Review

Review: Boy21 by Matthew Quick

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4 out of 5 stars | Goodreads

I received a copy of this book for free from the publisher, in exchange for an honest review.

I’ve noticed a formula with all of the Matthew Quick books I’ve read so far. They all feature:

  • a main character (or characters) with quirky habits or personal issues that go deeper than they initially appear to
  • an emphasis on the importance of family and friendship, no matter how rocky the relationship, or how difficult things might be
  • a particular hobby or interest that the main character has a real passion for – and it’s not always healthy

So far this formula has worked very well for Quick – and Boy21 is no exception. It’s very much his writing – simple yet unique, thoughtful and very centered around character development. When we first meet Finley, he tells us the short, sweet story of how he met his girlfriend, Erin. They have known each other since they were kids, and their relationship to me felt so genuine. They’re so supportive of each other with their basketball careers. The one element I didn’t quite understand of their relationship was that they broke up every basketball season, then got back together after. I understand why, so they wouldn’t distract each other, but I don’t really understand how they could do it if their relationship was so great. Or maybe that’s the point, they’re so trusting and comfortable with each other that they know three months not even talking each year will be fine?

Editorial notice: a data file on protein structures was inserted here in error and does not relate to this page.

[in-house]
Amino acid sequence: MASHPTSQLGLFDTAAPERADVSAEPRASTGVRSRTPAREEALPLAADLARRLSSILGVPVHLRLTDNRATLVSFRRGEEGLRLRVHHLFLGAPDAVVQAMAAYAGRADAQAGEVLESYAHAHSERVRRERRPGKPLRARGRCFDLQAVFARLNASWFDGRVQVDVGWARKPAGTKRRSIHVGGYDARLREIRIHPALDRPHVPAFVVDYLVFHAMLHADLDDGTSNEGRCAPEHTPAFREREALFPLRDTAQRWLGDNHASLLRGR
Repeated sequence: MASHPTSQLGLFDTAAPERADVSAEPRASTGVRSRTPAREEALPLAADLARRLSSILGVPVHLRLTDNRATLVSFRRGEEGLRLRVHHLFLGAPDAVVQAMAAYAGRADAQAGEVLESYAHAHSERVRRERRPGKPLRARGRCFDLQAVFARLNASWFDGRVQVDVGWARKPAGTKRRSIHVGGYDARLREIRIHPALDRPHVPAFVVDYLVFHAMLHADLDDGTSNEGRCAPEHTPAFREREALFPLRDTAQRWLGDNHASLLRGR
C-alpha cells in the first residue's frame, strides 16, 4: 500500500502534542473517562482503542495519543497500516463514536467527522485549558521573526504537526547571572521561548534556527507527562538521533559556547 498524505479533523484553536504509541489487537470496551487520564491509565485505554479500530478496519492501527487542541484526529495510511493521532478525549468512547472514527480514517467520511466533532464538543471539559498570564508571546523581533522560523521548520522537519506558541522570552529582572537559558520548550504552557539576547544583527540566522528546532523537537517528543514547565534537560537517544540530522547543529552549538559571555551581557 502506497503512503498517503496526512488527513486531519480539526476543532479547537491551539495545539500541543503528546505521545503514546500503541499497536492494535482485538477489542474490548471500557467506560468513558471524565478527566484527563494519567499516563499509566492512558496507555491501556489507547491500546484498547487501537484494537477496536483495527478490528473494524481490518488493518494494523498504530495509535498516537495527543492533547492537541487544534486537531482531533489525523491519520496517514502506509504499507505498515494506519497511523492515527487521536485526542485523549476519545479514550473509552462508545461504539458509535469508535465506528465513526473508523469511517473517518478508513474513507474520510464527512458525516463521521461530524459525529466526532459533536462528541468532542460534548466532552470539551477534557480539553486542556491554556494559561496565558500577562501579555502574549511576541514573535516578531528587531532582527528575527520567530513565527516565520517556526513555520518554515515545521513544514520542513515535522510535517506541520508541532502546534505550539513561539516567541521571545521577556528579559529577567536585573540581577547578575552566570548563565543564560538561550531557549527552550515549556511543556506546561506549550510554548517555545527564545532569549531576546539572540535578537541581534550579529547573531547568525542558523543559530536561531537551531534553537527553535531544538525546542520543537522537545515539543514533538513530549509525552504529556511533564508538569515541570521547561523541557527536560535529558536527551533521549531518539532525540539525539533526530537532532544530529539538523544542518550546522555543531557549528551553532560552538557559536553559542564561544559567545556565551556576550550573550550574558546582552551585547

Russ’ introduction, on the other hand, was crazy. And very sad. Convinced that he is in fact an alien called Boy21, who will be ‘collected’ by his parents in a few months, he refers to Finley as ‘Earthling’ and asks him questions such as where his ‘dwelling pod’ is. Neither Finley, nor the reader, know whether Russ is actually convinced that he is an alien or whether he has just put up this very elaborate front to try and keep the pain of his parents’ murder away – and it’s heartbreaking. In his more lucid moments, Russ proves to be a great friend, and in a strange role reversal, manages to coax Finley out of his shell.

Although Finley was at times a rather spineless character – his main ambition seemed to be to follow Erin around wherever her basketball career might take her, and stay with her for the rest of his life – he was a genuinely selfless guy, prepared to help out Russ, even if his very presence threatened one of the things that meant most to Finley – his place on the basketball team.

Overall, a wonderful story about how different people deal with loss, and a great coming of age tale. My main complaint was that I was bit lost amongst the basketball terminology at times, but that’s about it! A definite recommendation for anyone who has previously enjoyed Quick’s works, as well as those of YA contemporary authors such as John Green.

Monthly Roundup

Monthly Roundup: June 2014

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Every first Wednesday of the month, I’ll be posting a roundup of the month just gone, and writing about what’s to come in the next few weeks.